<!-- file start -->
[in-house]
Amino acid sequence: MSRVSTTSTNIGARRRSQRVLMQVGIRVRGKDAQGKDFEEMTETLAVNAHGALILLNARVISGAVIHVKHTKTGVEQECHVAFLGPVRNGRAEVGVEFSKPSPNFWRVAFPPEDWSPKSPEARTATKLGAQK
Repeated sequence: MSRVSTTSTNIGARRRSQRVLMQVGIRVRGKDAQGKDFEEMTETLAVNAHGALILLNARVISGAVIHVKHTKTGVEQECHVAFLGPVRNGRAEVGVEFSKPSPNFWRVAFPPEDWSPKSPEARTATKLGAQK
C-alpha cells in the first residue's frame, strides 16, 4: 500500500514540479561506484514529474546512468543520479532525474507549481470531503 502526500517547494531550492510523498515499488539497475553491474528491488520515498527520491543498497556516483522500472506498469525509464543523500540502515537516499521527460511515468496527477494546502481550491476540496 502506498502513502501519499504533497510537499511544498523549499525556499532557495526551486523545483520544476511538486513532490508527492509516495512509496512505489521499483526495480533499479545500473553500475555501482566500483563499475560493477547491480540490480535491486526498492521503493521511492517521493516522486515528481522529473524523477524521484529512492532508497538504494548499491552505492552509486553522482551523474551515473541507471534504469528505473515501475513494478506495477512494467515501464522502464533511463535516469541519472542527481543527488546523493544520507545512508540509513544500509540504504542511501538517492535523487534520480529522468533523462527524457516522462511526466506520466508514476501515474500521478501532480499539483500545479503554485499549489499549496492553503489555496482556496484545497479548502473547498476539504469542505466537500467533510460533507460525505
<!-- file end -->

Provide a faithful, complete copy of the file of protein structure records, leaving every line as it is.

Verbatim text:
[in-house]
Amino acid sequence: MSRVSTTSTNIGARRRSQRVLMQVGIRVRGKDAQGKDFEEMTETLAVNAHGALILLNARVISGAVIHVKHTKTGVEQECHVAFLGPVRNGRAEVGVEFSKPSPNFWRVAFPPEDWSPKSPEARTATKLGAQK
Repeated sequence: MSRVSTTSTNIGARRRSQRVLMQVGIRVRGKDAQGKDFEEMTETLAVNAHGALILLNARVISGAVIHVKHTKTGVEQECHVAFLGPVRNGRAEVGVEFSKPSPNFWRVAFPPEDWSPKSPEARTATKLGAQK
C-alpha cells in the first residue's frame, strides 16, 4: 500500500514540479561506484514529474546512468543520479532525474507549481470531503 502526500517547494531550492510523498515499488539497475553491474528491488520515498527520491543498497556516483522500472506498469525509464543523500540502515537516499521527460511515468496527477494546502481550491476540496 502506498502513502501519499504533497510537499511544498523549499525556499532557495526551486523545483520544476511538486513532490508527492509516495512509496512505489521499483526495480533499479545500473553500475555501482566500483563499475560493477547491480540490480535491486526498492521503493521511492517521493516522486515528481522529473524523477524521484529512492532508497538504494548499491552505492552509486553522482551523474551515473541507471534504469528505473515501475513494478506495477512494467515501464522502464533511463535516469541519472542527481543527488546523493544520507545512508540509513544500509540504504542511501538517492535523487534520480529522468533523462527524457516522462511526466506520466508514476501515474500521478501532480499539483500545479503554485499549489499549496492553503489555496482556496484545497479548502473547498476539504469542505466537500467533510460533507460525505